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varieties are available as both Annual & Perennial bare root plants or seed.
The species was named
after the Spanish governor of Florida who aided the French
Botanist Andre Michaux (1746-1802). Michaux lived in America for
10 years and wrote much about American plants. Lespedeza was
originally discovered in
Monticello, Georgia in 1846, but is thought to have originated in
Japan. Called Japan Clover and later just "Lespedeza", it's
throughout the southern states in the late 1800's. Lespedeza
is often used for hay and
forage and soil improvements. Most Lespedeza's are annual (except Sericea
unless allowed to drop seeds and re-seed itself the following
Lespedeza provides food and shelter for
wildlife ranging from deer to quail. Lespedeza is an excellent
addition to any serious food plot.
Broadcast: 20 to 30 lbs. seed per acre.
Cover 1/4 inch deep. Plant hulled seed in April - May
after danger of frost or freeze is past. Prepare seed bed free of weeds, firm with
light roller after planting. Establishes fully in two to three
Bare root plants - Ships from late December into March. Size about 12-15 inches lenght. Plant in rows 3 feet apart. Space plants about every 18-24 inches.
Works out to approximately a 3x3 foot pattern. Or plant in rows near woods / fence rows. Plant original rooting depth (look at contract on plant to determine original depth. Deer browse
the foliage and Quail love to eat the seeds of these varieties. Provides a good source of late winter feed for Quail.
Plants should be watered when received and will generally last okay with proper watering and care for 7-14 days. Plant ASAP for best planting success. Plants mature to 5-8
feet in 2-3 years and should be mowed every 2-3 years to increase seed production.
Read More About Lespedeza Varieties
Wildlifeseeds.com - All About Planting Food
Varieties & Uses For Lespedeza
Interstate lespedeza was
especially developed for the roadside erosion problems and adapts to most all-growing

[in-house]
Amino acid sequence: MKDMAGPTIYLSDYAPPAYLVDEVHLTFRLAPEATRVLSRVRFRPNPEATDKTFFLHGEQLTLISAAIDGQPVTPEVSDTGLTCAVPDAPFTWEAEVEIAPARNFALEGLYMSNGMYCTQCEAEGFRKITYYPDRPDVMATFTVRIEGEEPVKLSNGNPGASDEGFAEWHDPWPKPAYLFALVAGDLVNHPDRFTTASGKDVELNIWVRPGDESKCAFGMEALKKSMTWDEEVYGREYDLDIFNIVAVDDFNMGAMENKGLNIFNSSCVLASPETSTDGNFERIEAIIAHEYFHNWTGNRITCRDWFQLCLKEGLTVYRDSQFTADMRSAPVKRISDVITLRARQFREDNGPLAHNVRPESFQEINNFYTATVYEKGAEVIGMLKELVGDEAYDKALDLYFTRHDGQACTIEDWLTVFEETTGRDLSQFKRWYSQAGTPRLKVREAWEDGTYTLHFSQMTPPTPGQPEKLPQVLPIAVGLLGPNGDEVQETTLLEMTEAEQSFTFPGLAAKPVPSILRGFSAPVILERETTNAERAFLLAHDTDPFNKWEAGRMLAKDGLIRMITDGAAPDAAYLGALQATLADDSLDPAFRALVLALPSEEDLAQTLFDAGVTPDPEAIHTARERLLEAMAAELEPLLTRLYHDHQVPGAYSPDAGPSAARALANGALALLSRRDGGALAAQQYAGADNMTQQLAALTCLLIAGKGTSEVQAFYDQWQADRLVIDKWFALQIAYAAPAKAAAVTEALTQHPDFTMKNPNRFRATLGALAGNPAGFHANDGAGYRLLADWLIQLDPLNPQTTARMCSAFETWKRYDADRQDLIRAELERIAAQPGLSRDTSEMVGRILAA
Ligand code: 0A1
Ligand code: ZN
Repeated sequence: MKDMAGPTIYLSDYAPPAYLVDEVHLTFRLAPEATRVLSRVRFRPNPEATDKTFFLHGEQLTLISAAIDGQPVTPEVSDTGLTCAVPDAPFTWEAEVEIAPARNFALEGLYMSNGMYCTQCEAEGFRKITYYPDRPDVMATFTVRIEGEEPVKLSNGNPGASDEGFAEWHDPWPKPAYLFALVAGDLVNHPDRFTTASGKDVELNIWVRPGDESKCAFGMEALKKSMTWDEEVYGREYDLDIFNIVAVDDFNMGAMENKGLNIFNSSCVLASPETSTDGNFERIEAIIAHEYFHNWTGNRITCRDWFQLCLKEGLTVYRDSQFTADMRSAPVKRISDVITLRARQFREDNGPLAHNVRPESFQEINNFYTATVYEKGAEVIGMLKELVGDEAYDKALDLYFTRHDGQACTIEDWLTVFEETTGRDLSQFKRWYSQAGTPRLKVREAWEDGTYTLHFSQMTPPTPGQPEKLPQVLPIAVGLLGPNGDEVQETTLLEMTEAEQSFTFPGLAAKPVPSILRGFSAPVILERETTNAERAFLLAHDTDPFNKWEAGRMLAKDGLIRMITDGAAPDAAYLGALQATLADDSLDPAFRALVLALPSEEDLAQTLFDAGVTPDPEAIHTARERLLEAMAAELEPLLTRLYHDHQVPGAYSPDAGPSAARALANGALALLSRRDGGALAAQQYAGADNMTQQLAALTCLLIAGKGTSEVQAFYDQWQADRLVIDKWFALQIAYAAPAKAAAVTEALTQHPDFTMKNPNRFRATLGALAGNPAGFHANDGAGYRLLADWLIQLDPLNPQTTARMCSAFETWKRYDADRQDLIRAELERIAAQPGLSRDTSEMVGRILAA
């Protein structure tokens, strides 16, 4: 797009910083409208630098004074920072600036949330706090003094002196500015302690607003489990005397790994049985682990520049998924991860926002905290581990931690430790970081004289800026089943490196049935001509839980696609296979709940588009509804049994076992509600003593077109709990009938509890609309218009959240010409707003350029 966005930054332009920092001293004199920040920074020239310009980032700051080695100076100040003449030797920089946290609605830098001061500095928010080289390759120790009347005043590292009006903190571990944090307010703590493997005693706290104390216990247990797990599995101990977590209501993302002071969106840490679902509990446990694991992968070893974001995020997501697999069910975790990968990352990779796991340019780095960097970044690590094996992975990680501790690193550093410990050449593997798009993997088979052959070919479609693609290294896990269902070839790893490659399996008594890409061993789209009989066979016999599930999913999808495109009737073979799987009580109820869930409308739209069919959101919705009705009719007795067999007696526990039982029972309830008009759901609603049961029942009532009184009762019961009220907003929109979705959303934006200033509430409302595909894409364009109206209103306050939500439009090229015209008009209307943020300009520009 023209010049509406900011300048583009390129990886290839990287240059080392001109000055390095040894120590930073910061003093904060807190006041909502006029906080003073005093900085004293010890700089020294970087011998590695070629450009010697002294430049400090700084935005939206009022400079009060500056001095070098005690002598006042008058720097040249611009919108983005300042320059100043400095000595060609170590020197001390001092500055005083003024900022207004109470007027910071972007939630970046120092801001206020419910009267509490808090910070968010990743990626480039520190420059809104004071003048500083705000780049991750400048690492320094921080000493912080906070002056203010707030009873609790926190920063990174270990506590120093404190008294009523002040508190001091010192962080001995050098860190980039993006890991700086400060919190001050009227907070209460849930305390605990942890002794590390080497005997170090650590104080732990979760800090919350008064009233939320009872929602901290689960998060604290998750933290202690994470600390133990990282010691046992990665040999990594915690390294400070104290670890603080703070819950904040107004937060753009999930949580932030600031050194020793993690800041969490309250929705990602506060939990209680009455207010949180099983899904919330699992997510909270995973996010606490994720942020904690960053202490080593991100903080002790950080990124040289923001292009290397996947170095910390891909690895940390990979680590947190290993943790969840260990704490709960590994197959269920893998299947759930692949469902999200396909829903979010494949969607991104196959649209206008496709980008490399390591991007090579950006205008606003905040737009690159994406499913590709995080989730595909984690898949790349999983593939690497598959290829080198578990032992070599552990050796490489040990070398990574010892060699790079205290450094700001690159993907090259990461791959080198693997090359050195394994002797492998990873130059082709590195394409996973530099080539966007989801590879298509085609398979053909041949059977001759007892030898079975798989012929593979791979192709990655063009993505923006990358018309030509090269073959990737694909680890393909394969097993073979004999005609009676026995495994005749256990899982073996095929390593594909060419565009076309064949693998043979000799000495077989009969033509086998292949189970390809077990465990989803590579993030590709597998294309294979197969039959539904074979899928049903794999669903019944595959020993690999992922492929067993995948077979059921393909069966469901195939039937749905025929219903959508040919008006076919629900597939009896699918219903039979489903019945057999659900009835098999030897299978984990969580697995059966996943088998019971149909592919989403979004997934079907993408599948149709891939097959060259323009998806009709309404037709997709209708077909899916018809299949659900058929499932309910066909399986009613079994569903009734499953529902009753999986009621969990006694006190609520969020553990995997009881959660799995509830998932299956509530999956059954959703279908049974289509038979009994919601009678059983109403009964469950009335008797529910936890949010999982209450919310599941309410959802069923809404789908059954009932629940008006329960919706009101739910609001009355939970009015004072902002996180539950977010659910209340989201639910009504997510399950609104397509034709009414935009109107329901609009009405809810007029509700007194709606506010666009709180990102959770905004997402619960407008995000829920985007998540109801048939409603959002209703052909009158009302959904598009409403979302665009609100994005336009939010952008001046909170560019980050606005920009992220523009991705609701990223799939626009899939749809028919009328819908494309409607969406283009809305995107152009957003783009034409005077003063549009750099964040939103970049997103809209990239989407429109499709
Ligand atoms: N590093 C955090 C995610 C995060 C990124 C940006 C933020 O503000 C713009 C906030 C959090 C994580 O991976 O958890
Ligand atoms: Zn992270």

conditions. These are beautiful plants and can be grown in wildlife plots in erosion soils
and to provide excellent cover and average seeding. Plant this lespedeza at the rate of 30
lb. per acre ˝ inches deep and in divided plots for wildlife food plots.
Kobe Striate Lespedeza: is
grown in the southeast for hay crops and wildlife food plots. It is drought
resistant, and supplies high degree of seed and coverage for quail and dove and grows 2
feet and higher. Plant at the rate of 30 lb. per acre in early spring and summer not more
then ˝ inches deep. Wildlife food plots are planted in strips in /or near wooded areas
and close to watering spots and can provide seeds for wildlife during winter
Korean Lespedeza is the earliest
to mature for early quail habitat providing cover and nesting sites in conjunction with
other brush and wildlife plantings with a nearby water source. Korean is a heavy seed
producer and can grow to 15 inches tall. The seeds are especially appetizing to quail and
mature in early August when planted in the early spring. Plant in small plots or short
rows at the rate of 30 lb. to the acre spring or summer not more than ˝ inch deep and
divide the food plots for better coverage and to attract more quail.
Sericea Lespedeza is the lesser of the
lespedezas and is used in naturalization plantings and grows well in
the southeast and can be planted from seed. This perennial lespedeza has lower seed
productivity than the other ones but is still popular for wildlife and erosion areas.
Plant at the rate of 30 lb. to the acre in groups or short rows in divided food plots with
other wildlife forage.